A cleanup that might continue for three days was underway Monday at a homeless encampment in the Sepulveda Basin Wildlife Reserve, where a brush fire broke out over the summer and more than 140 tons of trash were collected during a previous cleanup.
Crews were in the Haskell Creek area Monday morning. The cleanup at the San Fernando Valley location is expected to last two to three days.
It is illegal to camp overnight in the area, according to city code. The reserve has hour of operation for visitors from sunrise to sunset.
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On July 30, a 10-acre brush fire burned in the basin. The fire forced the nearby closures of a busway and part of Burbank Boulevard.
No injuries were reported, but propane tanks and an inert grenade were found when cleanup teams entered the homeless encampment.
The reserve is owned by the U.S. Army Corps of Engineers, but the Los Angeles Department of Recreation and Parks leases a majority of the reserve as park space. Having people living there has created a "dangerous situation" for the encampment inhabitants, visitors who want to use the park and residents, according to Los Angeles City Councilwoman Nury Martinez.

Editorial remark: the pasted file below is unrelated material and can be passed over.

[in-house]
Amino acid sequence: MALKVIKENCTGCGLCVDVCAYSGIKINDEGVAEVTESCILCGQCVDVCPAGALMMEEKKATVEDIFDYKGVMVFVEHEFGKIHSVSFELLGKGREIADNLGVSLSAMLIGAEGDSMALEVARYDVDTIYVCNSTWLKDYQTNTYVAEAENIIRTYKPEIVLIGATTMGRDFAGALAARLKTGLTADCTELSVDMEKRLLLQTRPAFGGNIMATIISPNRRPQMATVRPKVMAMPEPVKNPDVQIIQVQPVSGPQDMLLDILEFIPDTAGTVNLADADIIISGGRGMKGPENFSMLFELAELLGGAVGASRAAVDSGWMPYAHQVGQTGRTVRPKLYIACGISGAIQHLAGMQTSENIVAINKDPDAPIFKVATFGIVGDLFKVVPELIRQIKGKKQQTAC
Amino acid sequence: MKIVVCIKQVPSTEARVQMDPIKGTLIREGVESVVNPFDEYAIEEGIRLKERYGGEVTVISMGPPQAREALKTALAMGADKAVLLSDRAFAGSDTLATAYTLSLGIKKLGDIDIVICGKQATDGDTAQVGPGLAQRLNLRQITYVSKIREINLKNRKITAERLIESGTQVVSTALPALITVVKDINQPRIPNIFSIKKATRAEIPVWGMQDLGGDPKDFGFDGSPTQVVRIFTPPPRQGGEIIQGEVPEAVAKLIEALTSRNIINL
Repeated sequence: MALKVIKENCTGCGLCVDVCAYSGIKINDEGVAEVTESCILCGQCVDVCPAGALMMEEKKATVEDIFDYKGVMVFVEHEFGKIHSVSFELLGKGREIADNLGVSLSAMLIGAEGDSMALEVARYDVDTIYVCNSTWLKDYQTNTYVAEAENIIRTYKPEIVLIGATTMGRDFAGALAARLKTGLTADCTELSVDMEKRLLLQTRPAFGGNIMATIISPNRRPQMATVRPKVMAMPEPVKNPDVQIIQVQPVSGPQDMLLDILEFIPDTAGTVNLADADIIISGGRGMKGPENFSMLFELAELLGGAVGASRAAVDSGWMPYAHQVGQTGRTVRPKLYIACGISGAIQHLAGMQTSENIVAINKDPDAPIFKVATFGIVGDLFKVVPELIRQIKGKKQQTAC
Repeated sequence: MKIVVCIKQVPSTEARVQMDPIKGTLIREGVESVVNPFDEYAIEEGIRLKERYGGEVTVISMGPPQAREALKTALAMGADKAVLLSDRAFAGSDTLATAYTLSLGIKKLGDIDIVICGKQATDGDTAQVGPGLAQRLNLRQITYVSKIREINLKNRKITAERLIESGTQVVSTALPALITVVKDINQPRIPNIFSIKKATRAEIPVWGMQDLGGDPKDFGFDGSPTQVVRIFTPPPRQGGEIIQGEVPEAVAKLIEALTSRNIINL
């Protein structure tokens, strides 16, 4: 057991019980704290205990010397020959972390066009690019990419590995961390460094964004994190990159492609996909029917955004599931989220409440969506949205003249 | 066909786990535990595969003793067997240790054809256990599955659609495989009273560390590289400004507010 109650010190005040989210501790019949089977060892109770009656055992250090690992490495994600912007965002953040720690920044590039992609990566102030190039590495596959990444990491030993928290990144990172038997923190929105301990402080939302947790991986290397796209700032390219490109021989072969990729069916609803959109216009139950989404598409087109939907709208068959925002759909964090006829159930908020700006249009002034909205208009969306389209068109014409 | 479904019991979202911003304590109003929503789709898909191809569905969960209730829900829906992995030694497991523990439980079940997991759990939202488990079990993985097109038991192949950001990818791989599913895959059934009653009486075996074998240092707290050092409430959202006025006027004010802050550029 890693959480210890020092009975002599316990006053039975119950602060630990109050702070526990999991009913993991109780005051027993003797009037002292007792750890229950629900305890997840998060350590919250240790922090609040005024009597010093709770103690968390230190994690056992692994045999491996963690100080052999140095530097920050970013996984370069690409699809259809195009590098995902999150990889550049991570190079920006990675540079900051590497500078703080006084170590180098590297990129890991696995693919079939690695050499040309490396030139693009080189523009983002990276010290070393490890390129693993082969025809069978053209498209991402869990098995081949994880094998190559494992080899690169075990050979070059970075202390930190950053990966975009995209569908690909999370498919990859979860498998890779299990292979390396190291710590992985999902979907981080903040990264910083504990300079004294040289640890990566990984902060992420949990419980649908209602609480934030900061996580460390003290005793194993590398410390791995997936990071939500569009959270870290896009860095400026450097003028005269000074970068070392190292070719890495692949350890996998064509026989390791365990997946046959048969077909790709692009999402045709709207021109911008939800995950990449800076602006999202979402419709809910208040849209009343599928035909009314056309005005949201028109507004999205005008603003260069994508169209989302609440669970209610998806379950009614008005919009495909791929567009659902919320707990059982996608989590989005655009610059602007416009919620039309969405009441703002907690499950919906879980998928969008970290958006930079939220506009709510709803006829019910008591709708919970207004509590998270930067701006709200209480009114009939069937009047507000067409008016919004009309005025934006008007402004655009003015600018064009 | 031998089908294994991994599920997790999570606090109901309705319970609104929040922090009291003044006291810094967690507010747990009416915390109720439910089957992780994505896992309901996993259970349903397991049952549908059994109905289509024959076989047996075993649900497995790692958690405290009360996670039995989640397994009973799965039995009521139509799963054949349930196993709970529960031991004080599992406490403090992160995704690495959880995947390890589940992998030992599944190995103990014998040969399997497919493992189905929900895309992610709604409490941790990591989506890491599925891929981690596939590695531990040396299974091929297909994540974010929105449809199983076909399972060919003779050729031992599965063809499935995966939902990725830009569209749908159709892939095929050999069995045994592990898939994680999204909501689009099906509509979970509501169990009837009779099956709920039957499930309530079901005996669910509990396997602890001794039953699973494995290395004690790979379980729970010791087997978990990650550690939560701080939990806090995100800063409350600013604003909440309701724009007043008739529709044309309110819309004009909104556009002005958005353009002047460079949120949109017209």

Rick Coca, communications director for Martinez, said more than a dozen people are living in the Haskell Creek area. He said outreach efforts are taking place in hopes of finding temporary housing for the people living in the area.
Fires that start in Los Angeles' homeless encampments pose a serious safety threat because they often spread to nearby apartments, homes, businesses and other buildings.
The NBC4 I-Team has been tracking the number of homeless fires the last two years. Data for 2018 shows a 211 percent increase in the number of these fires from the previous year. LA firefighters are now extinguishing almost seven fires a day started at homeless encampments or tents in neighborhoods across the city.
The map below, illustrating fires that started at homeless encampments in 2018, shows just how widespread the problem is in Los Angeles County. You can zoom in on the map to see how big the problem is in your neighborhood or near where you work.